Case Study on Narrowing the Gaps for Equity
PROMOTING EQUITY IN THE MOST DEPRIVED AND REMOTE COMMUNITIES IN BATKEN
A recent series of socio-economic, political and security shocks in the Kyrgyz Republic adversely affected the lives of the poor and disadvantaged and slowed progress towards achieving the Millennium Development Goals (MDGs). UNICEF and its partners have supported government and civil society in alleviating the impact of those shocks by refocusing on programmes benefiting the poorest and most vulnerable children and families.
In 2011, a pilot was designed to remove barriers and bottlenecks to equitable access to a range of essential services in 18 disadvantaged villages in remote Batken province. The pilot aimed to tackle supply and demand side issues by increasing the capacity of service providers and bridging the knowledge and information gap of service-users.
The project demonstrated the role UNICEF can play in addressing discrepancies between the formal provisions of national laws and policies and the realities of their implementation at local level. It also evidenced the need to increase families’ awareness of their social entitlements and of remedies in the event of violations. The lessons learned from the Batken project have informed the design of a new Country Programme. Funding has now been secured from DFID to expand the piloted equity-based approach to a further 55 disadvantaged municipalities in the Southern provinces of Batken, Osh and Jalal-Abad.
Kyrgyzstan became independent in 1991 with the break-up of the Soviet Union. Its population of just over 5 million is concentrated in two fertile valley regions while the majority of the country is mountainous and sparsely populated. It is one of the poorest countries in the CEE/CIS region with a Gross National Income of $2291 per capita in 2008.
Kyrgyzstan has had mixed results in its efforts to meet its commitments envisaged in the Millenium Declaration. It has shown progress in tackling extreme poverty, yet poverty levels remain significant and raise major equity concerns. Children are among the most vulnerable with almost half the country’s children (48.5%) living in poverty. Progress has been reported on MDGs 7 and 8, but the achievement of MDGs in the health sector remains a serious challenge and there are concerns over quality in the education system.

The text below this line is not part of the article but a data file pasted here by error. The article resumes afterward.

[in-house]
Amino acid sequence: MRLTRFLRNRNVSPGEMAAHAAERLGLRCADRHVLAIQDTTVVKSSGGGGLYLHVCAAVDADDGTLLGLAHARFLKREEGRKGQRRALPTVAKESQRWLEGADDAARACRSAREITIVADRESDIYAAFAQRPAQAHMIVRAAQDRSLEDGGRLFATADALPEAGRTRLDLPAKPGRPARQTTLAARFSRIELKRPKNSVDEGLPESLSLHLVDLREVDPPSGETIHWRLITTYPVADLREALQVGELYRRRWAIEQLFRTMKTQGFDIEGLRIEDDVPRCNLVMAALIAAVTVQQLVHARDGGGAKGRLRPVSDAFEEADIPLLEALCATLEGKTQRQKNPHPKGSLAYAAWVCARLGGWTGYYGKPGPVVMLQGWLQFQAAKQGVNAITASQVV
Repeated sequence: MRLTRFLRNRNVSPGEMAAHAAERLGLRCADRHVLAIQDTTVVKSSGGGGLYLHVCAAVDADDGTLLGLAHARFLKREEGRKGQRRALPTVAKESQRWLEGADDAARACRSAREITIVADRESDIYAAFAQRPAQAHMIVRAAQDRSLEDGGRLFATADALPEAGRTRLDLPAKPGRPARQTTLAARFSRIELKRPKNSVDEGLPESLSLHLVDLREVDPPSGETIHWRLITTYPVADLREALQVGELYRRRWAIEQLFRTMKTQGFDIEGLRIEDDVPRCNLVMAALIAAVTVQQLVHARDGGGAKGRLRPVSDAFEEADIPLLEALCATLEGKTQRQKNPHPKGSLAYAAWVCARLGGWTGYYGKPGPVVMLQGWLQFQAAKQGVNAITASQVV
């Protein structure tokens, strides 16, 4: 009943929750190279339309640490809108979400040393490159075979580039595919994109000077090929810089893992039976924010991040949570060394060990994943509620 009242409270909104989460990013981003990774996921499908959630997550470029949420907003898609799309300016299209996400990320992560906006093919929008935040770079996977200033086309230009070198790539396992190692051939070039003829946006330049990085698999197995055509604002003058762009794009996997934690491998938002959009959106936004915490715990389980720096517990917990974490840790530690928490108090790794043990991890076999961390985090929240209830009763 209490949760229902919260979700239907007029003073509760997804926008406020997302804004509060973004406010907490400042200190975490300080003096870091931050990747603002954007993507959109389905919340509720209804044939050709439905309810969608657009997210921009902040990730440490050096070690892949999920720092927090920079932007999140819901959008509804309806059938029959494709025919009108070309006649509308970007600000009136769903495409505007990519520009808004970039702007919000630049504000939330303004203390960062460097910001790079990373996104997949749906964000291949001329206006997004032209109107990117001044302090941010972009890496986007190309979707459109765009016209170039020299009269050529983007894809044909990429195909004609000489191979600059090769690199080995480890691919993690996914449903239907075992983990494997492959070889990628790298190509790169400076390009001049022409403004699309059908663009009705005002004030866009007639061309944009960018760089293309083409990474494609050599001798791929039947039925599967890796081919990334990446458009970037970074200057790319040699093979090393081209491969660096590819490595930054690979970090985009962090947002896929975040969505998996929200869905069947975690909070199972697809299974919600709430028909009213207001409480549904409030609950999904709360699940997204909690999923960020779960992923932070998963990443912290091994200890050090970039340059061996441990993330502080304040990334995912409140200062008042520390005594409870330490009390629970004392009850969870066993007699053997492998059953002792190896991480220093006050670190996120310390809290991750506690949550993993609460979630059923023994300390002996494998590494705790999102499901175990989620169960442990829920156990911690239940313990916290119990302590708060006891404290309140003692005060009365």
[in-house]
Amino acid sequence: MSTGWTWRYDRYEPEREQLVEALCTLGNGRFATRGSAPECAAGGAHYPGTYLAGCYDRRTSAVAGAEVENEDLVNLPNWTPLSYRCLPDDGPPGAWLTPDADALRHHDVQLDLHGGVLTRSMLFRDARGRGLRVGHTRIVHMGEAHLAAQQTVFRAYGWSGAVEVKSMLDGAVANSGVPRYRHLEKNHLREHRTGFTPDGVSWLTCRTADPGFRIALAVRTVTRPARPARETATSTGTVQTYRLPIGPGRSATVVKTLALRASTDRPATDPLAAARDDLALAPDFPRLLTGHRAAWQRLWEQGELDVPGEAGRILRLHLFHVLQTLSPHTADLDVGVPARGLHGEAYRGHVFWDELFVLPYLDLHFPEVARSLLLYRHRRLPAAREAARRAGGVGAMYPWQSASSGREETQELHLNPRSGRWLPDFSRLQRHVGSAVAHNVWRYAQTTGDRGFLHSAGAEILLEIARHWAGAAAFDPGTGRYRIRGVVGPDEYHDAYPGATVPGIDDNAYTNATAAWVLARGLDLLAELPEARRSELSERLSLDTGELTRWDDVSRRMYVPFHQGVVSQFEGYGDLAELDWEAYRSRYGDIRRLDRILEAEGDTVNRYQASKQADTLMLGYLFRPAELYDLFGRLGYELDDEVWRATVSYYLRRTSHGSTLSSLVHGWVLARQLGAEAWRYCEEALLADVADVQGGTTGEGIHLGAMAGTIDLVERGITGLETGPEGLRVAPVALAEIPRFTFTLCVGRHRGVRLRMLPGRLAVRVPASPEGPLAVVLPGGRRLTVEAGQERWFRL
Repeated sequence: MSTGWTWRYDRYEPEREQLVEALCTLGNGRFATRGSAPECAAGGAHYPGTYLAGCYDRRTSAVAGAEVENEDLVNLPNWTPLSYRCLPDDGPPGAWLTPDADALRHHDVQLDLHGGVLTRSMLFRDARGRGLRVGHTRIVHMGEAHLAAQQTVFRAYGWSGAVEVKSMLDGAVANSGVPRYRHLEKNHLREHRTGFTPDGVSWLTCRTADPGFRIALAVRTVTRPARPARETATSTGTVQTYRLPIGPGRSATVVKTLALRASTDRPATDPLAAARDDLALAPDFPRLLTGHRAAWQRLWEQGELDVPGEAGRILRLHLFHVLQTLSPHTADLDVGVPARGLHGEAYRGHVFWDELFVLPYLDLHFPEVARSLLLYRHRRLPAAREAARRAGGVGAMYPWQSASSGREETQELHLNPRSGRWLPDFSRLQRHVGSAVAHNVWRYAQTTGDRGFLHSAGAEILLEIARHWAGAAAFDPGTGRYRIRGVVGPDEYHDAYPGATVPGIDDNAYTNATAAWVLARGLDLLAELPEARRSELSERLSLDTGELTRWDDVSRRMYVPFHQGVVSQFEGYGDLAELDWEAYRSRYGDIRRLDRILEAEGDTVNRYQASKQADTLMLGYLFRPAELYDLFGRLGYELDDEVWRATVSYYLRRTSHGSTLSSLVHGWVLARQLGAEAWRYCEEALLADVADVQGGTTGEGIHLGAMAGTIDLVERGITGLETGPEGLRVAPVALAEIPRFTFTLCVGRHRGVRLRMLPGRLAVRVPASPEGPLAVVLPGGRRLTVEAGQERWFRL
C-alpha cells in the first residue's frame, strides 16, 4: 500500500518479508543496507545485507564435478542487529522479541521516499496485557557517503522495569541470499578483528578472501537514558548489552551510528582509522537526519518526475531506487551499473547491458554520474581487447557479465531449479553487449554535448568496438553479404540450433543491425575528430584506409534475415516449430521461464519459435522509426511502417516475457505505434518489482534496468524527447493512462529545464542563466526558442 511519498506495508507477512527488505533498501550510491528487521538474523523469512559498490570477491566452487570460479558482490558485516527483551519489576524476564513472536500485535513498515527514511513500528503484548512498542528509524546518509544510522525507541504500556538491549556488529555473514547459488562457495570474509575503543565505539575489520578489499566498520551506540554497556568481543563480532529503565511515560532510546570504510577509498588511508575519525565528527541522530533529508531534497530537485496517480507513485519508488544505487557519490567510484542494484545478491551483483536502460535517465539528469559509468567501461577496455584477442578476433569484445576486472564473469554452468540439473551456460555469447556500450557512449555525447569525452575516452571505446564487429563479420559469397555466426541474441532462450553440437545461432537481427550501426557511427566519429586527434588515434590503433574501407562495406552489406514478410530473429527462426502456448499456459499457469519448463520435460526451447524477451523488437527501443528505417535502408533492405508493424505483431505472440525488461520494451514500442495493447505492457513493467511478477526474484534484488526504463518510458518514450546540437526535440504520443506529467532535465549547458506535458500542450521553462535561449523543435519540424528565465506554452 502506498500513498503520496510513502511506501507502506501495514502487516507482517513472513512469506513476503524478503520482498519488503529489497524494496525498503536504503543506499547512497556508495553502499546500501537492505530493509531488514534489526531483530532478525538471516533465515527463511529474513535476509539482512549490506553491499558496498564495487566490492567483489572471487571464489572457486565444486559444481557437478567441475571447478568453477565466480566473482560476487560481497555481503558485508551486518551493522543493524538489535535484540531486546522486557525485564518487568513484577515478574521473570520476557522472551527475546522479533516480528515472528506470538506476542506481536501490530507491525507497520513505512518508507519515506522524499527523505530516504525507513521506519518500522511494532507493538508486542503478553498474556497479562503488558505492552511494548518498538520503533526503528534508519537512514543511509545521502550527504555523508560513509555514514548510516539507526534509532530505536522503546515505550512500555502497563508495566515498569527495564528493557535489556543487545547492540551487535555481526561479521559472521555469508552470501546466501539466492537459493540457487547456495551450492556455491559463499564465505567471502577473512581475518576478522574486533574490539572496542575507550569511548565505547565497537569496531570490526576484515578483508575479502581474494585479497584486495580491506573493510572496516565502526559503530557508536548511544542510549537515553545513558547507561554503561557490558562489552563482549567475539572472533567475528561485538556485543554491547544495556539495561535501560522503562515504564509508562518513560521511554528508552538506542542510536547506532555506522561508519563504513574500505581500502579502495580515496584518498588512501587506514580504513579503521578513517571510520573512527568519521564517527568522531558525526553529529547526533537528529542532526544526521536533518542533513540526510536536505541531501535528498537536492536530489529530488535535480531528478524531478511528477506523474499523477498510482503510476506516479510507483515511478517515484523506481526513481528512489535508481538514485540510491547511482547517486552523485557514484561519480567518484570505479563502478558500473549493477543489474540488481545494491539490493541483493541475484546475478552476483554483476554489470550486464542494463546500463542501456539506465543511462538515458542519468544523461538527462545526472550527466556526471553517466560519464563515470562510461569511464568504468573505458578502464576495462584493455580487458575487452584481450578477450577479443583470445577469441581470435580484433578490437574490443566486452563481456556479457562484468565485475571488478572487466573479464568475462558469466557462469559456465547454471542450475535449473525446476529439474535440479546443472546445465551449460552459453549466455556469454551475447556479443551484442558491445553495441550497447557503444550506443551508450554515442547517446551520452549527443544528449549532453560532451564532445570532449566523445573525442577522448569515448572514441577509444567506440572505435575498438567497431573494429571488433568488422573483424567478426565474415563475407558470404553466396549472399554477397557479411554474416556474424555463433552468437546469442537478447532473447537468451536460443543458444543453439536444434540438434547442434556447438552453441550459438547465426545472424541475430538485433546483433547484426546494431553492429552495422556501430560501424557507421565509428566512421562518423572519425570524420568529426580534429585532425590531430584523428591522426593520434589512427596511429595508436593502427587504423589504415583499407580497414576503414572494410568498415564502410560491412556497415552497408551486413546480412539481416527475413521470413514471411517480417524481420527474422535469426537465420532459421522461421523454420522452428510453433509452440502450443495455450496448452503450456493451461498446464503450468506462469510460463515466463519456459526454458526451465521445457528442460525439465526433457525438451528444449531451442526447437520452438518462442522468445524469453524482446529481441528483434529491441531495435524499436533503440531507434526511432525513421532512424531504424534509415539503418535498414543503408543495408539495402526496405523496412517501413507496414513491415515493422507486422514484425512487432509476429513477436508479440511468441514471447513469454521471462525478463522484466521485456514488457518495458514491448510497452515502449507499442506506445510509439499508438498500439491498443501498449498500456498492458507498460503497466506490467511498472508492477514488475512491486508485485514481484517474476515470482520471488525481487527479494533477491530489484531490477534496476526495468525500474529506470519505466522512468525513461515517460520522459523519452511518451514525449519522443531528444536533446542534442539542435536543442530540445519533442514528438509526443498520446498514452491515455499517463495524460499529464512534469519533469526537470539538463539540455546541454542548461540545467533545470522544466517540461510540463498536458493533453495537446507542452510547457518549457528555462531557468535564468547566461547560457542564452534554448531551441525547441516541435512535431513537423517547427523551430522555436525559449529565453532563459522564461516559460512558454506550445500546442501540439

The country has additionally been hit by several major shocks in recent years. Problems of food and energy insecurity in the period 2007-2009 fuelled significant social discontent that reached a head in early 2010. In April 2010, violent protests in the capital ended with the overthrow of the Government of then president Bakiev. In June 2010, persistent social tensions that had been on the rise in the South, where large ethnic Kyrgyz and Uzbek communities live side by side, climaxed in violent inter-ethnic clashes over several days. At least 415 people lost their lives in the violence and large numbers fled their homes. An estimated 400,000 children were directly or indirectly affected by the conflict.
A joint economic assessment carried out by several international organizations found that socioeconomic stresses had aggravated the conflict in southern Kyrgyzstan. These included poor state accountability and service delivery, chronic poverty and widening socioeconomic disparities, competition over resources, widespread unemployment and underemployment and a lack of civic participation in wider social, political and economic processes.
Informed by these recent events, and in order to explore how equity programming could be integrated into UNICEF’s 2012-16 Country Programme, a pilot project, “Promoting equity in the most deprived and remote communities”, was initiated in 2011.